New Lancet Commentary Highlights Feasibility of Decentralizing Care for Severe, Chronic NCDs

At the PEN-Plus clinic in Lisungwi, Malawi, Kerefasi Wiliyamu, a 14-year-old living with type 1 diabetes, is examined by clinical officer Kenwood Kumwenda, while his mother, Sofiya Simoni, speaks with clinical officer Medson Boti. Photo: Karin Schermbrucker/Slingshot Media for PIH.


A commentary published in The Lancet Diabetes and Endocrinology in early May showcases the power of PEN-Plus and the PEN-Plus Partnership to bring lifesaving care for severe, chronic NCDs to first-level hospitals in poor, rural areas of lower-income countries.

The article—coauthored by leaders from WHO/AFRO, UNICEF, and the NCDI Poverty Network—describes how the PEN-Plus strategy has grown exponentially since it was first developed at three rural district hospitals in Rwanda in the late 2000s. In the 2010s, PEN-Plus was scaled up nationally in Rwanda and implemented successfully in three other lower-income countries. It has since been initiated in 10 more lower-income countries in Africa and South Asia and adopted as a regional strategy by unanimous vote of the 47 member states of WHO’s African Region in 2022, with ambitious targets to achieve high levels of coverage by 2030.

PEN-Plus programs give nurses and other mid-level providers at district hospitals the specialized training, medicines, and equipment they need to diagnose and treat severe NCDs like type 1 diabetes, sickle cell disease, and rheumatic and congenital heart disease. Those four conditions alone are responsible for around 150,000 preventable deaths every year among the world’s poorest people, including almost 100,000 among children, adolescents, and young adults.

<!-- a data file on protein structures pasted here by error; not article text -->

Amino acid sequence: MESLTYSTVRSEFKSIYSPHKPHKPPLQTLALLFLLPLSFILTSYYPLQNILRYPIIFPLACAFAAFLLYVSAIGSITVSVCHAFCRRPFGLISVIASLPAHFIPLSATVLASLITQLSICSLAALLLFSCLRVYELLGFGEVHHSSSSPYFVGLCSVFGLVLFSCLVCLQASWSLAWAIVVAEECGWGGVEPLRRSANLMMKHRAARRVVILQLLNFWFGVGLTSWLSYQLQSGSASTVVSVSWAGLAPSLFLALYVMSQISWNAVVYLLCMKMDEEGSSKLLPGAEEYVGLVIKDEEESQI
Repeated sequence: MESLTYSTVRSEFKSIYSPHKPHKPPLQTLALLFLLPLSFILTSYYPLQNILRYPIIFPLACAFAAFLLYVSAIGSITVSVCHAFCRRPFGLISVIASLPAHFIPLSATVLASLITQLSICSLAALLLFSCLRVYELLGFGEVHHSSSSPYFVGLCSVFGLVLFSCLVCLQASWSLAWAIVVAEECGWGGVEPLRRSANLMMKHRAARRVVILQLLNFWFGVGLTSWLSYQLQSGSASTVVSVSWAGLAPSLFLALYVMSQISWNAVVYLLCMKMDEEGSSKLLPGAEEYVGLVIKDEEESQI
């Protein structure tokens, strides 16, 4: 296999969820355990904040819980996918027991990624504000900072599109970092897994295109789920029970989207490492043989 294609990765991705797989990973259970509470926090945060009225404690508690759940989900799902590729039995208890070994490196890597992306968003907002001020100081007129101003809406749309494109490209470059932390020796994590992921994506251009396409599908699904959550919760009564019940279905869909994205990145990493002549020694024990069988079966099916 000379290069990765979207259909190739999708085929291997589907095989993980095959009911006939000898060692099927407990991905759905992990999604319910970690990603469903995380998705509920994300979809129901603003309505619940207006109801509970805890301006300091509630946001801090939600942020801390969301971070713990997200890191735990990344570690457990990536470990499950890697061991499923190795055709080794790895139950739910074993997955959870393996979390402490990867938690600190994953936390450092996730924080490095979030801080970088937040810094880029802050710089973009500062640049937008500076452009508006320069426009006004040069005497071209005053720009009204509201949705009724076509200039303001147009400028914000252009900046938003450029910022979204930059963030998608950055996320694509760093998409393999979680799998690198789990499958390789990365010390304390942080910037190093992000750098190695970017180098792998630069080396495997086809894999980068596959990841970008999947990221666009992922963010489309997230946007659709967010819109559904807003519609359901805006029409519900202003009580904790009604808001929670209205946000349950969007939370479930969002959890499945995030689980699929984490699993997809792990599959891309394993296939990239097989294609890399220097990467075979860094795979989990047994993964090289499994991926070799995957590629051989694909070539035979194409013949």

The PEN-Plus Partnership includes leading organizations focused on childhood heart disease, type 1 diabetes, and sickle cell disease working together with the World Health Organization and UNICEF to mobilize the technical and financial resources required to rapidly scale up implementation of PEN-Plus and dramatically increase the number of the poorest children and young adults on high-quality treatment for these three conditions and other severe chronic NCDs by the end of the decade.

“A lack of resources remains the major challenge for an equitable response to the intersection of extreme poverty and severe chronic NCDs,” the authors of the commentary conclude. “As demonstrated by the Lancet NCDI Poverty Commission, the poorest countries—many of which are victims of historic injustice—cannot afford essential health services on their own.

“By aligning the passion of people affected directly by conditions such type 1 diabetes, congenital and rheumatic heart disease, and sickle cell disease, the PEN-Plus Partnership hopes to mobilize the external resources needed to end one of the great and enduring tragedies in the world today.”